With the United States President Donald Trump meeting, at his own request, with Russian President Vladimir Putin, media coverage has focused almost exclusively on the political angle. Donald Trump is, however, not a career politician, he is a businessman – a self-proclaimed “genius dealmaker” at that. Yet, no coverage has been given to the prospects of Russia-US trade.
Firstly, where do we currently stand in terms of the bilateral trade between the two countries? In fact, Russia sells more product to the United States than vice versa.
|2018 January-May Trade Russia-US Figures (US$ Billion)|
|Russian exports to US||7.979|
|US exports to Russia||2.822|
|(Figures courtesy United States Census Bureau)|
This very moderate figure illustrates a declining trend, with trade flow down from 2017’s total of US$24.01 billion. In fact, since 2000, Russia-US bilateral trade has remained modest, reaching a high of US$43 billion in 2011 and declining rapidly since 2014 when sanctions were introduced. For the US, Russia has never been a market it considers important; Russian exports to the US have always been several times higher than US exports to Russia.
Considering the two countries are neighbors with just a small patch of water separating Far Eastern Russia with Alaska, their trade position is very weak. While Russia’s population is 144 million, meaning there are three Americans for every Russian, the US sells more products to countries such as Belgium, with a population a tenth of Russia’s, Ireland, (population 5 million), Taiwan (24 million), and Switzerland (8 million) than it does to Russia. Clearly, having the job of US trade representative to Russia must be a frustrating role. The figures imply something more than a desire to trade, in fact the reverse – President Trump interestingly describes Russia as “a competitor”.
This competing strategy is real and is heavily promoted by the United States. Often, it uses sanctions as a trade weapon while flagging political reasons for doing so. A recent example is Trump’s recent outburst against Germany at the NATO meeting a few days ago where he lambasted Angela Merkel for not meeting NATO financing obligations and pointing out that the country was instead “buying gas from Russia.” There were (untrue) suggestions that Germany was reliant on Russian gas, with the implication Moscow was an unreliable partner and could not be trusted. In truth, that outburst has nothing to do with NATO debts. The US wants to sell gas to Germany and Europe, despite the issue that it is further away and costs more. In those terms, it sees Russia as a competitor.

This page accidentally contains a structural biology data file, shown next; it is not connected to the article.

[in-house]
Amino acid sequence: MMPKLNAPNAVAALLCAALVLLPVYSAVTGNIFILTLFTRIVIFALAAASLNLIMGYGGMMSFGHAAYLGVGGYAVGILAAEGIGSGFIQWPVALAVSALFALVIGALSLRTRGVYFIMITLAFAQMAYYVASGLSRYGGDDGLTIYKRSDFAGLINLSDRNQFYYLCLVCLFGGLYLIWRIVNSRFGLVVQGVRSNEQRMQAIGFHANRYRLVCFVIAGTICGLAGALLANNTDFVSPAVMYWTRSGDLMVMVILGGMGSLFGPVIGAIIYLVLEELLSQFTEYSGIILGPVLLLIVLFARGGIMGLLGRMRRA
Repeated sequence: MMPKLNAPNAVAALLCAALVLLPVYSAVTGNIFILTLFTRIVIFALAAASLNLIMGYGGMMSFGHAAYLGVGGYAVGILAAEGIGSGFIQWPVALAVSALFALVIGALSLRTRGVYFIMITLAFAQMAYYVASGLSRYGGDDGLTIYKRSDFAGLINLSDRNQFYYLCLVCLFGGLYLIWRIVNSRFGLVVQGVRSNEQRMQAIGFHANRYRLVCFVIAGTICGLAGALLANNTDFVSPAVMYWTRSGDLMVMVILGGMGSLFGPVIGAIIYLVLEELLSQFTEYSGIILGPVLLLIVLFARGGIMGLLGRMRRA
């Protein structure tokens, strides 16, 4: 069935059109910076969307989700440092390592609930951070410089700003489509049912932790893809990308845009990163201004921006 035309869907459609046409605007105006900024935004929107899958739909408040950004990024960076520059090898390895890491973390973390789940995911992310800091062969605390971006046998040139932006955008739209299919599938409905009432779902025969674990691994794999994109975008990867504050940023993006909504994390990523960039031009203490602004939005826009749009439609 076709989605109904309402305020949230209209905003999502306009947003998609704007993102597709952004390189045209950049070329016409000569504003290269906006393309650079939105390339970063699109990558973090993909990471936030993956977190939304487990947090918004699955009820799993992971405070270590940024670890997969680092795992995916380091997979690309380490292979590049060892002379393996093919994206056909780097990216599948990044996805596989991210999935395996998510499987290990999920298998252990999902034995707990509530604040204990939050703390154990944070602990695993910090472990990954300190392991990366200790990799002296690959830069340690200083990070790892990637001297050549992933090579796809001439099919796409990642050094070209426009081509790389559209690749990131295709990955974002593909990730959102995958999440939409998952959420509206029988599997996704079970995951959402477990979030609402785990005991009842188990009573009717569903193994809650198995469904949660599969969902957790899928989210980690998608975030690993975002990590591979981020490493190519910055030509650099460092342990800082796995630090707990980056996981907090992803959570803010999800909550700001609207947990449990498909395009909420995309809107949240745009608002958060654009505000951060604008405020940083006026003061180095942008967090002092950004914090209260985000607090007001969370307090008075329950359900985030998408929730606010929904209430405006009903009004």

So why the meeting with the Russian President?
In doing so, President Trump isn’t showing any signs of rapprochement with Moscow. In fact, quite the opposite. As we have seen with his meetings with Kim Jong-Un, the G7, and NATO, the US President is more interested in generating media exposure than trade. He enters such meetings with bombast, and has been beating up well established major trade allies over tariffs and threatening sanctions. Yet, with US trade with Russia already through the floor, he cannot take that tack with Russia. But a Trump-Putin Summit will still grab headlines, and Donald Trump will still declare it a complete success that only he was able to achieve. The irony is, when it is Russia that is being accused of interfering with US elections, that it should be Vladimir Putin who is now being used by the American President to boost his own voter base. American voters will see their President meeting with the world’s strongmen and declaring progress has been made. On such a basis, he will construct a platform to run for re-election in 2020.
Vladimir Putin knows this. This also means that Russia’s current set course of developing trade with Asia will continue. The Russian President has shown courtesy to his American counterpart, knowing he is just part of Donald Trumps media circus. In terms of trade, no change can be expected.
The picture with Asia though is one of development. While Russia already has significant trade volumes with the Commonwealth of Independent States (US$73 billion) and Eurasian Economic Union (US$400 billion), the trend in Asia is very much on the uptake, albeit commencing in most instances from a very low base. An example is Vietnam, where bilateral trade with Russia has gone from practically zero to US$3 billion in just two years, a situation brought about by the country signing a Free Trade Agreement with the Eurasian Economic Union. That deal has also resulted in about US$10 billion worth of Russian investment into Vietnam.
Meanwhile, Singapore, India, Indonesia, and several other Asian countries are looking to sign similar agreements. All can be expected to see their bilateral trade with Russia increase as a result.
|Russian Bilateral Trade With Asia 2017 (US$ billions)|
In short, the Trump-Putin summit was all about Donald Trump, and the securing and underlining of his voter base in the United States. It was not about US trade with Russia, or really anything much else, which is why the global media has not been able to find anything of substance within the talks. Meanwhile, the implications of this are clear for Russia: there will be no expansion of relations with Washington, sanctions are likely to remain, and developing trade with Asia is a priority.
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